Steep, steeper, steepest
What is it about climbing steep mountains? Why does it attract us and how does it inspire us? Why do we like to suffer in silence as there are usually no crowds cheering is on at the side of the road? We join Sophie Moser on a ride and talk about what it is about riding upwards that keeps us coming back for more.
The Julier Pass is one of Sophie Moser’s favourite climbs in her adopted home of Switzerland. Little red trains pass overhead as the road winds up through quaint villages into snowy S-bends.
Mountains like this stop us in our tracks. They fascinate us and draw humans to conquer them. But even world-beating scenery can’t help when your legs are hurting. Sometimes the struggle is real: you’re fighting your mind as well as the gradient.
On a summer’s ride last year, Sophie was hurting. “It was so painful. I was waiting for it to feel good. It was a day when I questioned why I do this,” she says.
Why Sophie has a longing for mountains
Cycling uphill is German-born Sophie’s passion. She has hiked in the Himalayas, now she bikes up and down the big beasts of Spain, France, Italy and her adopted home of Switzerland.
“Mountains have always had a very particular impact on me. They make me peaceful, but they also give me energy,” Sophie says. “You feel so small when you’re surrounded by these mountains, but once you reach the top it’s also a very big feeling because you made it.”
Heading uphill is a meditative micro-adventure for her. “What I like about climbing – and I don’t have this experience on just a flat ride – is that pedalling really focuses and concentrates me. I’m very clear then. At work when I have a busy day or a crazy project, I just jump on my bike, pedal and after, I’ve sorted it out.”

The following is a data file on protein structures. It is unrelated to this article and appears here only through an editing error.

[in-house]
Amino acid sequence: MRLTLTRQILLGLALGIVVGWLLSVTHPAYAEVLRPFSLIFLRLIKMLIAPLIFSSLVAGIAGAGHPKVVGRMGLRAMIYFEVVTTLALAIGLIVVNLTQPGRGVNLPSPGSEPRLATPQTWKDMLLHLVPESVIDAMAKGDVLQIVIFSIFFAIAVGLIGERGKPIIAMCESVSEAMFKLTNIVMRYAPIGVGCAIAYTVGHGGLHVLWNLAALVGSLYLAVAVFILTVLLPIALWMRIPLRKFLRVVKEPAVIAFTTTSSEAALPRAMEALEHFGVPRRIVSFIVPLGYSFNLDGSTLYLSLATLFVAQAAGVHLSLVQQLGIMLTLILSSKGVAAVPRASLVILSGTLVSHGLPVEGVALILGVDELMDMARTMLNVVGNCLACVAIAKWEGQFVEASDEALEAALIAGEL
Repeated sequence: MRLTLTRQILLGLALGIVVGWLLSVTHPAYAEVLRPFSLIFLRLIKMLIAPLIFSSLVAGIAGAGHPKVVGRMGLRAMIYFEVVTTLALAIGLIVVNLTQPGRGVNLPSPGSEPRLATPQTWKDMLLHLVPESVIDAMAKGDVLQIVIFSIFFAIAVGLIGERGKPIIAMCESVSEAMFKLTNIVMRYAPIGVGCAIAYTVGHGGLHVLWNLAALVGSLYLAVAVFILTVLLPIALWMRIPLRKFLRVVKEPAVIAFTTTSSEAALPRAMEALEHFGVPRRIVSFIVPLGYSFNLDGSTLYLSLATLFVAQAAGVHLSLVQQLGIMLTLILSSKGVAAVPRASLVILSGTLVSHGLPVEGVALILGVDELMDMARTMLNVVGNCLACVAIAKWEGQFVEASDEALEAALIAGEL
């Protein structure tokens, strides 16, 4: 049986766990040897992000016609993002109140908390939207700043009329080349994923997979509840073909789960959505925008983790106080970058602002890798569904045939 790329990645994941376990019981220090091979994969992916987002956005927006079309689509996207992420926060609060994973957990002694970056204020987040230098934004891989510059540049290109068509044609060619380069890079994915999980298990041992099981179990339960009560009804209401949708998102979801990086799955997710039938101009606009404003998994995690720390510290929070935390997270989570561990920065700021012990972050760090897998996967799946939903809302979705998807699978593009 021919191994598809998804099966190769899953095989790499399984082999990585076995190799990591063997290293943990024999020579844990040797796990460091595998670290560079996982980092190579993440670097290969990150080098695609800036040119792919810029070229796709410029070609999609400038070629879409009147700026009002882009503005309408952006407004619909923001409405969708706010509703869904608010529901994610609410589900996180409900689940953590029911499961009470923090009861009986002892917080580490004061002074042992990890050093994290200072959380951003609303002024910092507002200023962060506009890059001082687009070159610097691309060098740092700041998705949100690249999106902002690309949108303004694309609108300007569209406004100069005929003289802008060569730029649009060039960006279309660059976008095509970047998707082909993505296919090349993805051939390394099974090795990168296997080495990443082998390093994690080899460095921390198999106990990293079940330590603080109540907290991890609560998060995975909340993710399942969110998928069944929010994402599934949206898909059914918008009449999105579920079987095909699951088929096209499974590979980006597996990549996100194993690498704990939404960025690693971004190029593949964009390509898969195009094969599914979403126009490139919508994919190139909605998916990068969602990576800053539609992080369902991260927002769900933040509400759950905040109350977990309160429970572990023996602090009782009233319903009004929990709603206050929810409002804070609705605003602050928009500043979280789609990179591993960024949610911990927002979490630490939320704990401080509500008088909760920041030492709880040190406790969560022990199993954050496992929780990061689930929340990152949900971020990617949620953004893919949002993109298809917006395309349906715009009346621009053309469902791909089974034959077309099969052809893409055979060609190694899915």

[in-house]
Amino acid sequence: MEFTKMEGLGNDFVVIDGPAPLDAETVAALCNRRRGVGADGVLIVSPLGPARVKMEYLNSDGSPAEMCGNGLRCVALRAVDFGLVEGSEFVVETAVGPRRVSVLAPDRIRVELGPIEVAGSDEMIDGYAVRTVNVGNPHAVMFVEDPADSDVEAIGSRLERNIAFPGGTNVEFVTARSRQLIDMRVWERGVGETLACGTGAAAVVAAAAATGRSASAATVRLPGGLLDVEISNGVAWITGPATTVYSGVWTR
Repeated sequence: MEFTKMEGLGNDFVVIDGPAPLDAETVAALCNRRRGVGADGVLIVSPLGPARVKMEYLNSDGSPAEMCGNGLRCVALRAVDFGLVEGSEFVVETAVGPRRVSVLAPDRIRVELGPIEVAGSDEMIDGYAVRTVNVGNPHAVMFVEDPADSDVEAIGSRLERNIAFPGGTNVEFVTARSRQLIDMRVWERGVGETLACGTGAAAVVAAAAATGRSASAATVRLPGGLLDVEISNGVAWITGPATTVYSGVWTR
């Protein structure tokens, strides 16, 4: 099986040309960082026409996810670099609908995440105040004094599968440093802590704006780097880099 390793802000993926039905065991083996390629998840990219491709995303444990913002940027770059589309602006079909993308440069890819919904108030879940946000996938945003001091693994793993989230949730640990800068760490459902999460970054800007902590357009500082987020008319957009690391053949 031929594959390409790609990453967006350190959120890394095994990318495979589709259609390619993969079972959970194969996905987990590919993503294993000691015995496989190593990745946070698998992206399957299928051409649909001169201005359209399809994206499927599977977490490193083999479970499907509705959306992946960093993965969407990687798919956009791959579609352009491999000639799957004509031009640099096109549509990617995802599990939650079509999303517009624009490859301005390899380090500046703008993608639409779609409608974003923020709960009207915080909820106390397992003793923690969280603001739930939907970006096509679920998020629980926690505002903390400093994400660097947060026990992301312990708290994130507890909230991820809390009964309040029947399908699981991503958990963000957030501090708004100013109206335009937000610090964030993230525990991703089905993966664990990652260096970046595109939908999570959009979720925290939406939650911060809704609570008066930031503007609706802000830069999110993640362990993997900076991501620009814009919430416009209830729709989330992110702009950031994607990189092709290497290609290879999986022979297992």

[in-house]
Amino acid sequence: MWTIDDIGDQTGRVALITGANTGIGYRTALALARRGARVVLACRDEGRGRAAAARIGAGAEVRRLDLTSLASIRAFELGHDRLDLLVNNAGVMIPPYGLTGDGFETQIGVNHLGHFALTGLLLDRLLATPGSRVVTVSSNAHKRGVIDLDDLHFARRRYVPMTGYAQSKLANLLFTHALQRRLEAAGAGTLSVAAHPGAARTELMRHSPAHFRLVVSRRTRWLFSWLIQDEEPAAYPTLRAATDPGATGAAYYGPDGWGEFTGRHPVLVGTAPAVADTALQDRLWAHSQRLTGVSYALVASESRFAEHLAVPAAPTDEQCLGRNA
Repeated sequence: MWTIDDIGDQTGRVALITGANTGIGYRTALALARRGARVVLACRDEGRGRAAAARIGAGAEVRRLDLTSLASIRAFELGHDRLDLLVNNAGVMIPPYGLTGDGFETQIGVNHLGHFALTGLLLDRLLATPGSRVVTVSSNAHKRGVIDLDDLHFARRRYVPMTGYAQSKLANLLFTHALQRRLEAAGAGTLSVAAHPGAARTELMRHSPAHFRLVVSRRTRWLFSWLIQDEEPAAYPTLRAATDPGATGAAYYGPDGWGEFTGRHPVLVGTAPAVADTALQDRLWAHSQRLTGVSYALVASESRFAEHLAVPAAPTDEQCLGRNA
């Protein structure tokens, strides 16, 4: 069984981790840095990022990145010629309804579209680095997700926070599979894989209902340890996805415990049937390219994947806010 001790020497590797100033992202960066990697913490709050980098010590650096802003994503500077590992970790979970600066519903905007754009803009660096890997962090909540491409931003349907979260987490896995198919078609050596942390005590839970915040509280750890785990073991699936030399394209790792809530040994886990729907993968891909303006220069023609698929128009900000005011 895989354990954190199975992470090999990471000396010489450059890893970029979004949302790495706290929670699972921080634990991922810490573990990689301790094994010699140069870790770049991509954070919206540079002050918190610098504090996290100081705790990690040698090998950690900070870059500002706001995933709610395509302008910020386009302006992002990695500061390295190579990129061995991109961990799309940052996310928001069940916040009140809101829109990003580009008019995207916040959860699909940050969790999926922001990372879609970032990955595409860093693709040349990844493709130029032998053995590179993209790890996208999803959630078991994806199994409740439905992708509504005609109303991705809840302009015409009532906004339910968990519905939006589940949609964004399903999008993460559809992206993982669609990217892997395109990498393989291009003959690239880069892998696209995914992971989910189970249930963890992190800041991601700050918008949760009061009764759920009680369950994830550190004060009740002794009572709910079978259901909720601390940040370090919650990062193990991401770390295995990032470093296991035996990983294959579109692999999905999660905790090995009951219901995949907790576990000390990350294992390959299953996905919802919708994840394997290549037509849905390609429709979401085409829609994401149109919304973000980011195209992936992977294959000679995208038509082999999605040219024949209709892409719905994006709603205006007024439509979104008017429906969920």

It helps when Alpine climbs, such as the Julier Pass, give four seasons in one ascent. “You start in the valley, everything is growing. Nature is exploding,” says Sophie. “And then with every meter you climb, it changes and all of a sudden you’re back in winter, it’s freezing cold and the sun is shining. And then when the snow melts, you can hear the birds and the water.”
Sophie became interested in cycling in her early twenties, drawn to its speed and simplicity. Smaller loops around her home city of Munich changed when she moved to Switzerland. She realised that if she wanted to go somewhere exciting, she’d have to head higher and further.
The learning curve for a new cyclist can be as steep and daunting as a Pyrenean goat track. When Sophie started, she had to stop several times to take a breath several times on long climbs.
Nevertheless, she signed up to do the Highlander Radmarathon in Austria, 160 kilometers with 2,400 meters of climbing. But her first road bike, an old De Rosa, came with a standard groupset and she couldn’t spin uphill.
She wept while slowly turning the pedals and fought the urge to turn back. Bad days on the bike aren’t fun, but such an episode can be more educational than ten straightforward ones.
A cool, custom Koba Pro
The perfect set-up helps to avoid disappointment. On her custom-made Koba Pro with DURA-ACE groupset and Di2, Sophie now has an 11×34 cassette, which means she can do climb-heavy rides for days on end. “Once your legs are sore, that’s it. I just want a gear ratio that helps me to pedal easy. I realised that when I keep a certain cadence, I can pedal forever.”